U.S. Secretary of State John Kerry met with President Sisi and other high-level Egyptian officials to discuss the situation in Gaza today. The talks were meant to raise the possibility of restarting peace talks between Israeli and Palestinian authorities to put an end to the ongoing violence in Gaza that has resulted in over 200 deaths in under two weeks. “Just reaching a cease-fire is clearly not enough,” Kerry told reporters after meeting with President Sisi. “It is imperative that there be a serious engagement, discussion, negotiation, regarding the underlying issues and addressing all the concerns that have brought us to where we are today.” [Associated Press, Foreign Policy] Read More…
Three supporters of former president Mohamed Morsi were sentenced to 25 years in prison for violating the Protest Law. The pro-Morsi defendants “were also convicted of defying the constitution, obstructing state institutions, and rioting.” Another pro-Morsi defendant received a suspended one year sentence, and five other defendants were acquitted. The prisoners may appeal the court’s decision, though it is unclear whether they will be successful.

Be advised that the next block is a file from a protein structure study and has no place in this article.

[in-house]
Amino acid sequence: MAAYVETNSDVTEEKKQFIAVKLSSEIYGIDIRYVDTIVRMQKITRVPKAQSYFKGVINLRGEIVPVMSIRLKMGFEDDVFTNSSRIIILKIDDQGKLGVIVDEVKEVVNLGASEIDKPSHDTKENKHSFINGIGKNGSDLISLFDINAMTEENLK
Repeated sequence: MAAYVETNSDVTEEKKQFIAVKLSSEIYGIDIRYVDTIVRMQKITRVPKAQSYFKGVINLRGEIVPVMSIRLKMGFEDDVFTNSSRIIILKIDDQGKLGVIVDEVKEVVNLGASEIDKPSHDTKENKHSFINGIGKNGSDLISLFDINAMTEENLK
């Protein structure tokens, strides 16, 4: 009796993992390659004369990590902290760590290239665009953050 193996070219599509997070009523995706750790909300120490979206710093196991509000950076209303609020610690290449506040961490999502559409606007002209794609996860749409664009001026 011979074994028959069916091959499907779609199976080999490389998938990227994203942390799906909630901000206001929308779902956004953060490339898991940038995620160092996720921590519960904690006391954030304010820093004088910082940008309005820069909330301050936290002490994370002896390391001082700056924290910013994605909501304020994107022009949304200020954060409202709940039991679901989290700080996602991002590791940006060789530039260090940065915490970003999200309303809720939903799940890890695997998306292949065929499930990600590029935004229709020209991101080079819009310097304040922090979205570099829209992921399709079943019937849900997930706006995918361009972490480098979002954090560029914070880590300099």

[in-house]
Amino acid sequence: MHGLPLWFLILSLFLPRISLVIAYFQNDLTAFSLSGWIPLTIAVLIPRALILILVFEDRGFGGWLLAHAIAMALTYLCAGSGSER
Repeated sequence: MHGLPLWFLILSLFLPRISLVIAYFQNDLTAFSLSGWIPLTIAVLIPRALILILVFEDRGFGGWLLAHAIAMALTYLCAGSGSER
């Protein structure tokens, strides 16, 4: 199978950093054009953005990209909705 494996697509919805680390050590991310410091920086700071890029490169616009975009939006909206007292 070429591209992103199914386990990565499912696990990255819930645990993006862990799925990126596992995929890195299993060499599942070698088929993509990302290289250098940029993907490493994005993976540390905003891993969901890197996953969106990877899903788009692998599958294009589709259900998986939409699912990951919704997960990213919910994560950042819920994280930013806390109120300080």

In this article: Ahmed Ezz, a prominent steel tycoon who was jailed on charges of corruption, including money laundering and “profiteering”, has been released on 50million EGP bail by an Egyptian Court. Over the last three years, Ezz has been convicted of a cumulative sentence of 60years in prison, but his appeals have all been accepted and he is currently undergoing retrials.